KINO! is a new magazine for cinema and cinematic.

KINO! is based on the belief that cinema is far from being dead or entirely born yet, but emerges anew with every age reflected in its vision.

KINO! endeavours to spread cinematic culture as a way of defeating delusions reducing cinema to an industrial product and the viewer to a consumer.

KINO! is a space where impulses of free creativity come together. It believes in the necessity of breaking through the frameworks of existent social consensus and of transcending the established modes of existence.

KINO! stands at that starting point of actuality which opposes, here and now, the demands of capitalism in its market logic of devaluating every form of revolt against it into merely another sort of merchandise.

KINO! does not distinguish between the local and the universal, but simply argues that the local can, with its characteristics, determine universal processes with the same credibility as the determinations of the general can.

KINO! establishes a space for an active communication among currents in cinematic consciousness which reject the idea of political borders and cultural barriers.

KINO! is aware that what cinema needs are viewers allies who, with their visions, contribute to the sum total of a cinematic event. It therefore strives for a deepening of the bond between audience and creator.

KINO! insists on the principle of mobilising the gaze which elevates pleasure through the awareness that a cinematic act can be the site of an active confrontation between the filmmaker’s and the viewer’s vision where paths are opened towards a liberation from the bonds of established reception logic.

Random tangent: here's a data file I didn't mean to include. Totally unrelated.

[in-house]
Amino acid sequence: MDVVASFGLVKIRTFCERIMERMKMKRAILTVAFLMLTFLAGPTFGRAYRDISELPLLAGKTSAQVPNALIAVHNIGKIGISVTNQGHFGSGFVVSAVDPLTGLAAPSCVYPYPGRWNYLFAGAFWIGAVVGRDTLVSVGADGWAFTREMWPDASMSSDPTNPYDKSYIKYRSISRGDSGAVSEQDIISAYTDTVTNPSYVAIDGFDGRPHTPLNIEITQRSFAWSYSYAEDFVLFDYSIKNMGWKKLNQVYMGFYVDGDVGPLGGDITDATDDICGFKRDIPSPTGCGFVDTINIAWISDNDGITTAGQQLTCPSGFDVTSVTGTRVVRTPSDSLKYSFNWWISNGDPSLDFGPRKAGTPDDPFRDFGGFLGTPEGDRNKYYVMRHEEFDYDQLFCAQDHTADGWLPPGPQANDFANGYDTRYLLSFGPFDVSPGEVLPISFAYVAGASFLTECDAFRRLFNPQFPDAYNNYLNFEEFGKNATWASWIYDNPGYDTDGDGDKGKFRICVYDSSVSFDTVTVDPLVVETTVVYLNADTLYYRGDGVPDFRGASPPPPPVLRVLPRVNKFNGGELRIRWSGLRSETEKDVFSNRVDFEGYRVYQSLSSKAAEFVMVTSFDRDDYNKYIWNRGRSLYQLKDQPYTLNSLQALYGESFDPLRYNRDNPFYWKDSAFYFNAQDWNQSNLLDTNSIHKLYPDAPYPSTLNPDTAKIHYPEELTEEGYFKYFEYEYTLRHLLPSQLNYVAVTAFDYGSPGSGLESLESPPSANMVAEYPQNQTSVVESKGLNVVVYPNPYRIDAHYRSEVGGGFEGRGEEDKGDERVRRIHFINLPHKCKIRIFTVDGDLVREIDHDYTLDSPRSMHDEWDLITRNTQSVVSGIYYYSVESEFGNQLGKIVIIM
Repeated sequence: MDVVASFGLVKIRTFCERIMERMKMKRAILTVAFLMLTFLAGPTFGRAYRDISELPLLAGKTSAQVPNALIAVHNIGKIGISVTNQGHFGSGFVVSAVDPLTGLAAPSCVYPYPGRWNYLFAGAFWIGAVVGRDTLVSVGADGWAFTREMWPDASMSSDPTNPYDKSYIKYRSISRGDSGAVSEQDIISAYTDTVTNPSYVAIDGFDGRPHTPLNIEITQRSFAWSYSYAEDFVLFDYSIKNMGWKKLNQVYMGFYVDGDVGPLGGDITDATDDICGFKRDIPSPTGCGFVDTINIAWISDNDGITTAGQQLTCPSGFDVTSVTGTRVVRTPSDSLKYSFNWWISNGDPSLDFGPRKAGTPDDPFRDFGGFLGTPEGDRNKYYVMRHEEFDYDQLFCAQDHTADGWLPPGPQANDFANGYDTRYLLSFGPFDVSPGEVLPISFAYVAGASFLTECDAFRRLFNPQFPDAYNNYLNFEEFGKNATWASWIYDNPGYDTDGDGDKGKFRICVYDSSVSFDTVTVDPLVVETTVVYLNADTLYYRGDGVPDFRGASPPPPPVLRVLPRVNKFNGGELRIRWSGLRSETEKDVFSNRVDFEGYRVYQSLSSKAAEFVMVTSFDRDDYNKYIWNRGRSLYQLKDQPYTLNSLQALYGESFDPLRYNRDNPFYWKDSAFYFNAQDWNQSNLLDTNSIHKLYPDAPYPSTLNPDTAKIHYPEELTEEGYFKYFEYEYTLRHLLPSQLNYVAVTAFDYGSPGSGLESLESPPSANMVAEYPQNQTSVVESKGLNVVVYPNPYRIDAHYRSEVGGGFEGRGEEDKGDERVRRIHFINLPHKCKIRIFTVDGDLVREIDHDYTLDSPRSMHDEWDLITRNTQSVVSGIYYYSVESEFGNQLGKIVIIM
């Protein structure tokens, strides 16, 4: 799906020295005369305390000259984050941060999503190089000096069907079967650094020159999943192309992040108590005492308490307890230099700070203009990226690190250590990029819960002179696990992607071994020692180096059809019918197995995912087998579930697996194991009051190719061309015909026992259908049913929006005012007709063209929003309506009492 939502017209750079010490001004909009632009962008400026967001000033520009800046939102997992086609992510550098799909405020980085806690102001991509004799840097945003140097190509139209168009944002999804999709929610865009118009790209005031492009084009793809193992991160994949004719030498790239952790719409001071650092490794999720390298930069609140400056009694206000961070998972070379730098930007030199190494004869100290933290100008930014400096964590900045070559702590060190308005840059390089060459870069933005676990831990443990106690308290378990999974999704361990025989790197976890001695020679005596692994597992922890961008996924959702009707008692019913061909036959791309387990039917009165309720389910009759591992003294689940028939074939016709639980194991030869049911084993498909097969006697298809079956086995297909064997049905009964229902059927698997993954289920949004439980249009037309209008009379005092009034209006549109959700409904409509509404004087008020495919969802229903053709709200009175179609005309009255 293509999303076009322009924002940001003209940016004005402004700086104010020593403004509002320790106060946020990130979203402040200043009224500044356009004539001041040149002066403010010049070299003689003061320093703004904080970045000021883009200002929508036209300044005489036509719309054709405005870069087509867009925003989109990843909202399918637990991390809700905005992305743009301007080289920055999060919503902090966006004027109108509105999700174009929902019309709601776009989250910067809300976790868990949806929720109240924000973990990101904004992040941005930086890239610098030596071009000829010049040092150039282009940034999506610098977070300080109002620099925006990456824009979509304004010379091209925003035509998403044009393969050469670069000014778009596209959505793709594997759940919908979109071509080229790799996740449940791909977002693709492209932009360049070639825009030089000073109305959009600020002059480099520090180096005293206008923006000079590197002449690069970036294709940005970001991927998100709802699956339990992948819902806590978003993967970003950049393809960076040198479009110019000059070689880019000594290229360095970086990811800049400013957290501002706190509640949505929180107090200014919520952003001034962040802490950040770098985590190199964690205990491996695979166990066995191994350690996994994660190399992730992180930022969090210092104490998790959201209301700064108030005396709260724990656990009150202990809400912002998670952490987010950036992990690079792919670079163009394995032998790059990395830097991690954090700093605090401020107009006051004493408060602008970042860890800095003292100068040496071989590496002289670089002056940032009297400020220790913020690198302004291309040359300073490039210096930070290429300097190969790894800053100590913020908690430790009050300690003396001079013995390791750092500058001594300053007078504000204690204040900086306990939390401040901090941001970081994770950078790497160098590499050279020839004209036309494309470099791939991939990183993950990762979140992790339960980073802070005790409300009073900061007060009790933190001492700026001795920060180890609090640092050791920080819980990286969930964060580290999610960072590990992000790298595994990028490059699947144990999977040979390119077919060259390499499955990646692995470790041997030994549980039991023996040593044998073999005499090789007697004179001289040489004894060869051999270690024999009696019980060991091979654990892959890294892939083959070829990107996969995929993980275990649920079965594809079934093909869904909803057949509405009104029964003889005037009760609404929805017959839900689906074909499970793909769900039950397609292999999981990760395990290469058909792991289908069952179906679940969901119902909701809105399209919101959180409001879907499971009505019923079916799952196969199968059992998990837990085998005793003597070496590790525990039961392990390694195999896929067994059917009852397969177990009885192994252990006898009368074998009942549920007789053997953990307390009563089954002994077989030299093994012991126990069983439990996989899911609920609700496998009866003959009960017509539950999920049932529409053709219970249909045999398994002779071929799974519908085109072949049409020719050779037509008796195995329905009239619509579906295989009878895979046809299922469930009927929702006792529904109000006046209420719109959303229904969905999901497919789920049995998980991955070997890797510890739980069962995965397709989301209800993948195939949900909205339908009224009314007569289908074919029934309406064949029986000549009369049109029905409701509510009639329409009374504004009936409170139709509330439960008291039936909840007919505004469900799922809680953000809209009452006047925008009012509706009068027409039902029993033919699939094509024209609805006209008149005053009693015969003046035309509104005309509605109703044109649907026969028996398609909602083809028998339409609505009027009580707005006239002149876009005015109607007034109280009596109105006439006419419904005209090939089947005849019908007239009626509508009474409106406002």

KINO! rejects the idea of the viewer as an object. It respects them as subjects having complete responsibility who can, in their own – often marginalized, repressed, exploited or depersonalised – existential positions, recognise the possibility of choice and find a space of self-awareness and (re)action.

KINO! is a non-profit, independent and utopian space.

KINO! is lead by the belief that from the viewpoint of creation it is precisely the view of utopia that is of key importance. The utopia that connects cinematic art to its age and to the historical point of its arising. The utopianism in which, through a historical perspective, films are watched in the past that begins here and now but also in the future having begun a century ago.

KINO! adheres to the demand to resist the endless destructive force pervading our time with a revolution of a comparable creative energy which is to reinforce memory, clarify dreams and allow images to mean.